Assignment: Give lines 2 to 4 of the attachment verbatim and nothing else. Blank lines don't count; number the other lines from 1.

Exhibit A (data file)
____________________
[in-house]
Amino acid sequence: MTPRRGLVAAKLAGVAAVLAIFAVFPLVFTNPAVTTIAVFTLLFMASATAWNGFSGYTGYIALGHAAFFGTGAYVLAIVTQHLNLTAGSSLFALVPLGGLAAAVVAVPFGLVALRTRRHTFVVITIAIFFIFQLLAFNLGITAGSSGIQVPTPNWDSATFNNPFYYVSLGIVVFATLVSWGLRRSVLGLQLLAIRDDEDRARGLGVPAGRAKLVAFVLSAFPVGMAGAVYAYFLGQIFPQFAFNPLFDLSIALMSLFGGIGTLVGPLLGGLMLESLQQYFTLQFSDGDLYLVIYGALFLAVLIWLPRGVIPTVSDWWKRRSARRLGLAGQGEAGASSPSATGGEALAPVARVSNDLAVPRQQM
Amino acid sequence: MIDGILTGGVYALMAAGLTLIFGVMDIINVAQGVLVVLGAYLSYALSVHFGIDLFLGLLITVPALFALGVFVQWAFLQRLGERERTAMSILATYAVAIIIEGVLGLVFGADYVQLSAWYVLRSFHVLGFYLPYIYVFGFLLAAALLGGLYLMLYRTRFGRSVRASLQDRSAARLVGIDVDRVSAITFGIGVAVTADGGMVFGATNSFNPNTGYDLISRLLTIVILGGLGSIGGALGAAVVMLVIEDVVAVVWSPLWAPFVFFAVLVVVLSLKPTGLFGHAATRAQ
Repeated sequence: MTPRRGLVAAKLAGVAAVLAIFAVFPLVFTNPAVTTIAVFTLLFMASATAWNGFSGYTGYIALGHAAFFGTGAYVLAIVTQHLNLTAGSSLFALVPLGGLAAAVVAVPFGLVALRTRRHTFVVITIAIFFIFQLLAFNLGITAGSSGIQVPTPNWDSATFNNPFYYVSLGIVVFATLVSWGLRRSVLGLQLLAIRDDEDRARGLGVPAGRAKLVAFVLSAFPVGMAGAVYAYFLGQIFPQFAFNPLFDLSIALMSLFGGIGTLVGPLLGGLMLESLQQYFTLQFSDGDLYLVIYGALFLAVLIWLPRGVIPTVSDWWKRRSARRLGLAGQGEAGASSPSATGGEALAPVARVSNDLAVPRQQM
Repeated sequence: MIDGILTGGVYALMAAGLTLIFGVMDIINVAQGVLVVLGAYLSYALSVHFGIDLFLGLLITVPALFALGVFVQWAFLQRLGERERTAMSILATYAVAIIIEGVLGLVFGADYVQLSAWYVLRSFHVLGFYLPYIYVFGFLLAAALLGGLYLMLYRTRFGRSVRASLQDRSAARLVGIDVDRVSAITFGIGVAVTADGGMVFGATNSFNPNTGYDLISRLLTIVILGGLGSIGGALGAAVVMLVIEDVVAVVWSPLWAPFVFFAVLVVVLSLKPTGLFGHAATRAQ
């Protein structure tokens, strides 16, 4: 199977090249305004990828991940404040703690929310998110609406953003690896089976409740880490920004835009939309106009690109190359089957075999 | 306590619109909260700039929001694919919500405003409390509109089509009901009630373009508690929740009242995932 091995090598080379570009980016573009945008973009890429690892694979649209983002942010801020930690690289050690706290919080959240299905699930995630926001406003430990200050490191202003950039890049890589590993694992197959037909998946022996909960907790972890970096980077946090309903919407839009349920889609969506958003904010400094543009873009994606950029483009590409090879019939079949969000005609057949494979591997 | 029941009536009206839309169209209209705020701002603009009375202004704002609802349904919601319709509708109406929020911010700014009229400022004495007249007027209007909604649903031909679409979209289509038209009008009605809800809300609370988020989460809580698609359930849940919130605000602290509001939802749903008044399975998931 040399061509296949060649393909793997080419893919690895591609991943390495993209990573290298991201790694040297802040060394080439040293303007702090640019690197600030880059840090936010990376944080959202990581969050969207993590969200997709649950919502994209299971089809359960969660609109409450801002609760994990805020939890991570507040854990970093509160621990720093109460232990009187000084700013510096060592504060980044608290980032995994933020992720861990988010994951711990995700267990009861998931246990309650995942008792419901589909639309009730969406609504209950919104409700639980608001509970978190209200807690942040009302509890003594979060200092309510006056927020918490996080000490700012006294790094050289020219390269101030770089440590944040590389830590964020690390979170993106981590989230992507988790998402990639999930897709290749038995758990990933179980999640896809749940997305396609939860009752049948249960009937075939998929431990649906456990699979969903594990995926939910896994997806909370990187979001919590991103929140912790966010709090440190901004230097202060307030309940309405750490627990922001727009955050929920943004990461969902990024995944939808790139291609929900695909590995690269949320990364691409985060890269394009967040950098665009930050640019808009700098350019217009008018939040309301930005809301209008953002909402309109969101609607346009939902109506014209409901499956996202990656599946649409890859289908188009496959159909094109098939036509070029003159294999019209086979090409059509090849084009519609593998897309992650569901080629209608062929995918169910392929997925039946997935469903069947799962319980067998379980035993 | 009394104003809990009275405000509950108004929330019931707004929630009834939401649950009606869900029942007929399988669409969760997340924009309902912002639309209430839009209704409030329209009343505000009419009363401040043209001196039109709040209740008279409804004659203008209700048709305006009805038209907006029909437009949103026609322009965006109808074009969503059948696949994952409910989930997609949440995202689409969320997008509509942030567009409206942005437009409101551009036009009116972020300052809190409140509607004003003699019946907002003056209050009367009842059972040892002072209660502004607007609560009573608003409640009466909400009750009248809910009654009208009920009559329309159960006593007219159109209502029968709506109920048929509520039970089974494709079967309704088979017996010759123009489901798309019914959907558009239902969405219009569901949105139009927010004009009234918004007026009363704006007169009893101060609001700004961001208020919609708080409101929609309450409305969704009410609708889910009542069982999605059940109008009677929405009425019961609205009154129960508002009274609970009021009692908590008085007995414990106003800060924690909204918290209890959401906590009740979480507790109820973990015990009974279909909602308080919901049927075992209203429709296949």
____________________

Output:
Amino acid sequence: MTPRRGLVAAKLAGVAAVLAIFAVFPLVFTNPAVTTIAVFTLLFMASATAWNGFSGYTGYIALGHAAFFGTGAYVLAIVTQHLNLTAGSSLFALVPLGGLAAAVVAVPFGLVALRTRRHTFVVITIAIFFIFQLLAFNLGITAGSSGIQVPTPNWDSATFNNPFYYVSLGIVVFATLVSWGLRRSVLGLQLLAIRDDEDRARGLGVPAGRAKLVAFVLSAFPVGMAGAVYAYFLGQIFPQFAFNPLFDLSIALMSLFGGIGTLVGPLLGGLMLESLQQYFTLQFSDGDLYLVIYGALFLAVLIWLPRGVIPTVSDWWKRRSARRLGLAGQGEAGASSPSATGGEALAPVARVSNDLAVPRQQM
Amino acid sequence: MIDGILTGGVYALMAAGLTLIFGVMDIINVAQGVLVVLGAYLSYALSVHFGIDLFLGLLITVPALFALGVFVQWAFLQRLGERERTAMSILATYAVAIIIEGVLGLVFGADYVQLSAWYVLRSFHVLGFYLPYIYVFGFLLAAALLGGLYLMLYRTRFGRSVRASLQDRSAARLVGIDVDRVSAITFGIGVAVTADGGMVFGATNSFNPNTGYDLISRLLTIVILGGLGSIGGALGAAVVMLVIEDVVAVVWSPLWAPFVFFAVLVVVLSLKPTGLFGHAATRAQ
Repeated sequence: MTPRRGLVAAKLAGVAAVLAIFAVFPLVFTNPAVTTIAVFTLLFMASATAWNGFSGYTGYIALGHAAFFGTGAYVLAIVTQHLNLTAGSSLFALVPLGGLAAAVVAVPFGLVALRTRRHTFVVITIAIFFIFQLLAFNLGITAGSSGIQVPTPNWDSATFNNPFYYVSLGIVVFATLVSWGLRRSVLGLQLLAIRDDEDRARGLGVPAGRAKLVAFVLSAFPVGMAGAVYAYFLGQIFPQFAFNPLFDLSIALMSLFGGIGTLVGPLLGGLMLESLQQYFTLQFSDGDLYLVIYGALFLAVLIWLPRGVIPTVSDWWKRRSARRLGLAGQGEAGASSPSATGGEALAPVARVSNDLAVPRQQM